This summer, eleventh-grader Hadleigh Schwartz did more in a month than some do in a whole year. Schwartz spent this past July in Guatemala, living out of a backpack and traveling to over 10 cities in a month, exposing herself to Guatemalan culture.
Schwartz’s trip was organized by the program “Where There Be Dragons,” which provides students with gap year activities and semesters abroad, as well as high school summer programs. Schwartz found out about the program online and didn’t know of anyone participating in it. Explaining why she chose the program, Schwartz said, “I wanted to better understand the world and have more of a self-exploration experience before I start doing more academic stuff during my summers.”
Schwartz went in a group consisting of only 11 students and three instructors with varied educational backgrounds; all were fluent in Spanish and led the program’s many activities.
The trip included visits to many cities and rural communities across Guatemala. The largest city Schwartz stayed in was San Antonio Palopó, but the majority of the 12 places she visited were rural communities. Schwartz stayed in San Antonia Polopó and another city called Pachaj for a week each. In the smaller communities the program would stay from one to three days. Schwartz said, “There was a lot of learning Spanish through exposure.”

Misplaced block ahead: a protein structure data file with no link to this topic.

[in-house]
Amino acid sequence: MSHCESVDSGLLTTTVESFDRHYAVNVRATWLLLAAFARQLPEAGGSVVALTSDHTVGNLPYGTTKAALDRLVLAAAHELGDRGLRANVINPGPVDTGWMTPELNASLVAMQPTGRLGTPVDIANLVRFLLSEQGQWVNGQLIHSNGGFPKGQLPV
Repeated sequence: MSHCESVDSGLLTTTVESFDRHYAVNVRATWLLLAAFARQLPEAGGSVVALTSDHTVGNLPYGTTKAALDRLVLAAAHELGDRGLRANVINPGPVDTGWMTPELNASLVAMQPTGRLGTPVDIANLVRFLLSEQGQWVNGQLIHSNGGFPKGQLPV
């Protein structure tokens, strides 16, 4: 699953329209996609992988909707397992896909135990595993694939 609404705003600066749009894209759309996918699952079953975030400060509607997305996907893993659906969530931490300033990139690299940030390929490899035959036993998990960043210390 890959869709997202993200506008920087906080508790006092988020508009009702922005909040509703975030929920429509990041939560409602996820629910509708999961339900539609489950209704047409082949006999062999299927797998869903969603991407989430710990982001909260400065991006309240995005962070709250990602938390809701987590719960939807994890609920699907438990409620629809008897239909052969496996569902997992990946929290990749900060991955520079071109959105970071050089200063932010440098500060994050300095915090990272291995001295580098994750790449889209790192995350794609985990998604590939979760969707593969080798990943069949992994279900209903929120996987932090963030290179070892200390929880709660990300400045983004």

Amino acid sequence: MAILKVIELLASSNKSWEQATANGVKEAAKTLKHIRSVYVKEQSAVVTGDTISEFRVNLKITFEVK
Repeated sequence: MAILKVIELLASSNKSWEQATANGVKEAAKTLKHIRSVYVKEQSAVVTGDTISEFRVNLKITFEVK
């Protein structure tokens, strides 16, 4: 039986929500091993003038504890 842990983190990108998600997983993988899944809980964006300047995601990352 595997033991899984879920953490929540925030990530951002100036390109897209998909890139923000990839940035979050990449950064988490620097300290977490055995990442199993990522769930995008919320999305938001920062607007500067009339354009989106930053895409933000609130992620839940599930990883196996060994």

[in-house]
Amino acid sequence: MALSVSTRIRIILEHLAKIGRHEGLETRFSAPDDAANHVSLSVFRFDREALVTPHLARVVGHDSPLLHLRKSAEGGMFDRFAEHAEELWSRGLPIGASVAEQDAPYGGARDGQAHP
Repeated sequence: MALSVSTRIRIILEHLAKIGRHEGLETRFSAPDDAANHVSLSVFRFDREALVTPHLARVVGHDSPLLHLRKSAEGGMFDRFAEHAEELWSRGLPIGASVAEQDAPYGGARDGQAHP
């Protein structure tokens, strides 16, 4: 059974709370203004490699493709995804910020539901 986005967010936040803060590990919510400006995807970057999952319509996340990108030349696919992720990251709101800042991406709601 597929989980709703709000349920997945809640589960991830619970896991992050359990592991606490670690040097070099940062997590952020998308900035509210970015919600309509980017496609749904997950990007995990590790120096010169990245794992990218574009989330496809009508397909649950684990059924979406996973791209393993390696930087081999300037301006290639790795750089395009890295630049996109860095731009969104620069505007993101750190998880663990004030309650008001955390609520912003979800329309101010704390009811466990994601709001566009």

In each location, Schwartz stayed with a “homestay” family. One family hosted each participant in the program, allowing Schwartz to learn about the daily life and culture of each family. Her favorite part was her stay in Cotzal, the poorest of all the cities she visited. Schwartz was given one bed while the five members of the homestay family shared the other bed, and there was no toilet or running water. “I was able to bond with the older sister. I have one memory where we were walking back and it started pouring. We got on a covered motorcycle, which was a treat for her, and went to a local bakery to get doughnuts,” Schwartz said.
The month Schwartz spent in Guatemala was packed with a plethora of activities, including a four day hike, exploring the cities, one-on-one Spanish lessons and volunteer work. Schwartz said the volunteer work was difficult; she took part in the same daily work that the locals do. Among other things, Schwartz helped plant trees, sow and clear bean fields and build a concrete terrace for the community.
Schwartz’s mother Allison Silver said that she and her husband were nervous about the trip as they received sporadic emails from Schwartz depicting how rugged it was. However, they agree that the trip was more than worthwhile. “Hadleigh had nothing negative to say about it, which is pretty amazing. Most things in life have positive and negative parts, but this trip only had the positive,” Silver said.
Schwartz said that benefits from the trip were endless, but highlighted one main point: “The experience made me conscience of the power I have as an American,” Schwartz said. Guatemala is still recovering from a civil war twenty years ago, and living conditions are not the same as in the US. According to Schwartz, living out of a 58 liter bag made a big impact on her as well. “I’m not going to renounce materialism or anything, but I think it’s good to know it’s a privilege having what we have,” Schwartz said.
Schwartz hopes to do something like this again in college, and recommends it to anyone. She said, “You just need to be willing to open your mind and have a little toughness.”